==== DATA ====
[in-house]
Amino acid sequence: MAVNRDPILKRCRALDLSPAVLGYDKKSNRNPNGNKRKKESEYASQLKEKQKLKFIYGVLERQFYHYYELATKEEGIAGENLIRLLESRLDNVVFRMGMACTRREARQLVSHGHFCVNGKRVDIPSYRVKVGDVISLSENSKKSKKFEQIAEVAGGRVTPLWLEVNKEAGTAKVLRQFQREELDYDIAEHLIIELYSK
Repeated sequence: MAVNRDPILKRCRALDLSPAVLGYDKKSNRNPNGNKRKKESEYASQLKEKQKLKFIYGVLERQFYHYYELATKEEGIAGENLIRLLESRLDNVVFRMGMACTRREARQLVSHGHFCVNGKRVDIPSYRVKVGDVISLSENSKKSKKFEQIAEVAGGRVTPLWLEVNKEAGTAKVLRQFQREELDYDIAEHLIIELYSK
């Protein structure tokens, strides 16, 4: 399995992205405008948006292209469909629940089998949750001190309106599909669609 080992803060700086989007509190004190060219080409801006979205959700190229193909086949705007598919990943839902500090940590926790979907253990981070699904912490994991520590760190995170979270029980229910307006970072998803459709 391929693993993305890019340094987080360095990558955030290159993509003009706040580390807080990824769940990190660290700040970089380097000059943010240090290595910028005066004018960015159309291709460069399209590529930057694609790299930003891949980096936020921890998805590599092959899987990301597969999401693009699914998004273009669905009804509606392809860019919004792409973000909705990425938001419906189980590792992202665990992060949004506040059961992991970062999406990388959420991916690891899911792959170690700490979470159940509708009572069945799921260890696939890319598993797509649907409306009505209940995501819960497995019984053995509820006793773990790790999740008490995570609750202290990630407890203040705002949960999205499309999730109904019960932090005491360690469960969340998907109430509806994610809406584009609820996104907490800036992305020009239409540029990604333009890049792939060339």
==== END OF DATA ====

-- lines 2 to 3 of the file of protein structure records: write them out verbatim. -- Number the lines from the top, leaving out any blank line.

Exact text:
Amino acid sequence: MAVNRDPILKRCRALDLSPAVLGYDKKSNRNPNGNKRKKESEYASQLKEKQKLKFIYGVLERQFYHYYELATKEEGIAGENLIRLLESRLDNVVFRMGMACTRREARQLVSHGHFCVNGKRVDIPSYRVKVGDVISLSENSKKSKKFEQIAEVAGGRVTPLWLEVNKEAGTAKVLRQFQREELDYDIAEHLIIELYSK
Repeated sequence: MAVNRDPILKRCRALDLSPAVLGYDKKSNRNPNGNKRKKESEYASQLKEKQKLKFIYGVLERQFYHYYELATKEEGIAGENLIRLLESRLDNVVFRMGMACTRREARQLVSHGHFCVNGKRVDIPSYRVKVGDVISLSENSKKSKKFEQIAEVAGGRVTPLWLEVNKEAGTAKVLRQFQREELDYDIAEHLIIELYSK